North and Central America->United States->New York->New York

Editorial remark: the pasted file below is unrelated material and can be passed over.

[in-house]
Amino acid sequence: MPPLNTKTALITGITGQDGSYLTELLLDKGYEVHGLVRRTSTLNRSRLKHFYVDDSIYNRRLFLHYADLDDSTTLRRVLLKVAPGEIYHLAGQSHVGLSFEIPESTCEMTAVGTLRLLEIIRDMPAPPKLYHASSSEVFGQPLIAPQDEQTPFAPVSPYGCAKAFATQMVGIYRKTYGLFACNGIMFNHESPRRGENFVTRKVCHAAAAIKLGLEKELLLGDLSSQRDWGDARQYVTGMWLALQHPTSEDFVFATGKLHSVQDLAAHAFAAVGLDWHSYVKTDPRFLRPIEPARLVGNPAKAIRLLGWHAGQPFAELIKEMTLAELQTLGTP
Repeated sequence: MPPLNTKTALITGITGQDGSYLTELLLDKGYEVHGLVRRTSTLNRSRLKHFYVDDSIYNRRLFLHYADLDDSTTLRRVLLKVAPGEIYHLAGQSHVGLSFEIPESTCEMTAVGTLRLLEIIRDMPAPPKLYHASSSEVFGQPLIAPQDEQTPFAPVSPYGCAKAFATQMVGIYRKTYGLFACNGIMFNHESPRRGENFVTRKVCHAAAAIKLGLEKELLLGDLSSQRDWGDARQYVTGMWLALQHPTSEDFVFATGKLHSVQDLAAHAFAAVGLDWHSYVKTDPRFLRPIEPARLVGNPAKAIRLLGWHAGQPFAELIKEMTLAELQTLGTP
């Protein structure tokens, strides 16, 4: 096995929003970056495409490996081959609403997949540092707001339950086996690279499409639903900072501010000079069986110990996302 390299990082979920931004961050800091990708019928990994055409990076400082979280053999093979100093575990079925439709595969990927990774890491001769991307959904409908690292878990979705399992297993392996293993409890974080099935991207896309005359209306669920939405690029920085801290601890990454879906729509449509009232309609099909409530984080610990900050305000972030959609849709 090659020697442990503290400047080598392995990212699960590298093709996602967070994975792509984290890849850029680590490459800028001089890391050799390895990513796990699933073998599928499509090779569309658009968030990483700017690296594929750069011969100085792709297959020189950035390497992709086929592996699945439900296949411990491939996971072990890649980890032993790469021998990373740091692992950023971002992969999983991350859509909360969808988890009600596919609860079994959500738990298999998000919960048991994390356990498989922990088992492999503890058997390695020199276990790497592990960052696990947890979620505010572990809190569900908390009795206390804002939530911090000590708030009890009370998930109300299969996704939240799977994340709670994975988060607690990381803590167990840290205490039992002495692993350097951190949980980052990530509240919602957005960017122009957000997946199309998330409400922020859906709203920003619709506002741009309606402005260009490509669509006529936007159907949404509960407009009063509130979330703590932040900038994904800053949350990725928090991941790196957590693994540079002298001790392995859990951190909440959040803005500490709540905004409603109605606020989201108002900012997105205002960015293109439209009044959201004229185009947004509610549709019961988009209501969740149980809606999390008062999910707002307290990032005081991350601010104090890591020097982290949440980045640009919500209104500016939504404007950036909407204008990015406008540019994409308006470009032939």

In autumn 1857 Olmsted became Superintendent of Central Park, then still an undeveloped site, in New York. The following spring he and Calvert Vaux, the former collaborator of A. J. Downing, won the public competition to design the (now) 341 ha park. Their plan, Greensward, was the only one that proposed to run the four required transverse roads across the park below the line of sight. It also provided the greatest expanse of meadow of any entry. Appointed Architect-in-Chief of the park in early 1858, Olmsted directed its construction, coordinating the work of engineers, architects and other professionals. By the outbreak of the Civil War in 1861, construction of the park was nearly complete below the reservoir at 79th Street; the park is recorded as completed in 1873. It was designated a National Historic Landmark in 1962.